Open or closed?
So, what is better when working with innovations: to use only the internal resources of the firm, thereby protecting its intellectual property, or to partially open the development for cooperation and get a great benefit as a result?
The open innovation model has several business benefits. First, it allows costs to be shared among the participants. This makes it cheaper for each party to develop, test, and bring new products to market. Second, it helps you bring products to market faster. We save time since the company doesn’t need to provide an entire development cycle. This, in turn, is a competitive advantage for the company. Third, it opens up new opportunities for future innovation. Cooperation and joint projects contribute to the emergence of new markets and sources of income .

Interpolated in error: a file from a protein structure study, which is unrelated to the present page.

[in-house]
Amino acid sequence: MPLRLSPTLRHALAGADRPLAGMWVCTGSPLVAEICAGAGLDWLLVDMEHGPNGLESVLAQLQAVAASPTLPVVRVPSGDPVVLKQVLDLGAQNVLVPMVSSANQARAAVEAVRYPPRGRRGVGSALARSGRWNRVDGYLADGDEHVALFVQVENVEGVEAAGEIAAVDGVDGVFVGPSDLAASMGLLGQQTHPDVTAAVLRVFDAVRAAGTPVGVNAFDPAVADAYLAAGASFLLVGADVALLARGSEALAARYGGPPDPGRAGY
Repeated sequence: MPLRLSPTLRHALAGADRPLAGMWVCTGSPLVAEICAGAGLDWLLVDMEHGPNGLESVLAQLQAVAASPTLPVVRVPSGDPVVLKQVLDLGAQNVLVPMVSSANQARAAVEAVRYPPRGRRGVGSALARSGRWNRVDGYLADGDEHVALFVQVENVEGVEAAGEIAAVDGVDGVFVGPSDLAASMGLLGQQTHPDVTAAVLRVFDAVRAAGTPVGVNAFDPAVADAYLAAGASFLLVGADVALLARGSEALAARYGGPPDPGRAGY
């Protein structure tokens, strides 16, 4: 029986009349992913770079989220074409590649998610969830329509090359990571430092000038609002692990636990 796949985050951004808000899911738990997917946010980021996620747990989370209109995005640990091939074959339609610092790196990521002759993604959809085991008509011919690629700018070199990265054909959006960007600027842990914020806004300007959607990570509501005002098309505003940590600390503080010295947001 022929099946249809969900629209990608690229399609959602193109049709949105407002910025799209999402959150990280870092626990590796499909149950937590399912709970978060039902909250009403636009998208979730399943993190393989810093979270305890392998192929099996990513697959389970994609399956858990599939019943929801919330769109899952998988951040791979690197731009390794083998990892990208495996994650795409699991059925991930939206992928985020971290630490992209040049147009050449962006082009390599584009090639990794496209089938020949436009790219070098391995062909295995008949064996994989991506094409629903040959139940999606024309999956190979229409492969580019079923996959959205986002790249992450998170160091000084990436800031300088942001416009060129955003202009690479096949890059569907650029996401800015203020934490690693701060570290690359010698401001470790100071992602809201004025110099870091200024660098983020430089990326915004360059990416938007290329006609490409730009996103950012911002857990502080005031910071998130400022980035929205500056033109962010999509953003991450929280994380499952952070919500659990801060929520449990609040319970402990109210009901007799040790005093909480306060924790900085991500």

On the other hand, this model also has its drawbacks. Open innovation always carries the risk of disclosing confidential information that is not intended to be shared. This can deprive the company of competitive advantage in a new market. Also, when multiple parties are involved, it is difficult to measure, track and regulate the contribution of each party to the overall project. Therefore, it can be difficult to divide the total profit.
Speaking of innovations created outside the company, it is extremely important that the company is able to find and integrate innovative ideas inside its internal processes. Several studies highlight the importance of the “absorptive capacity” in the firm – its ability to recognize the value of new information, assimilate and apply it for commercial purposes. This ability can and should be developed through continuous improvement of internal innovation processes. This can be viewed as both an advantage and a disadvantage: open innovations cannot be effective for a company on its own, only together with sufficiently developed internal processes [4, 5].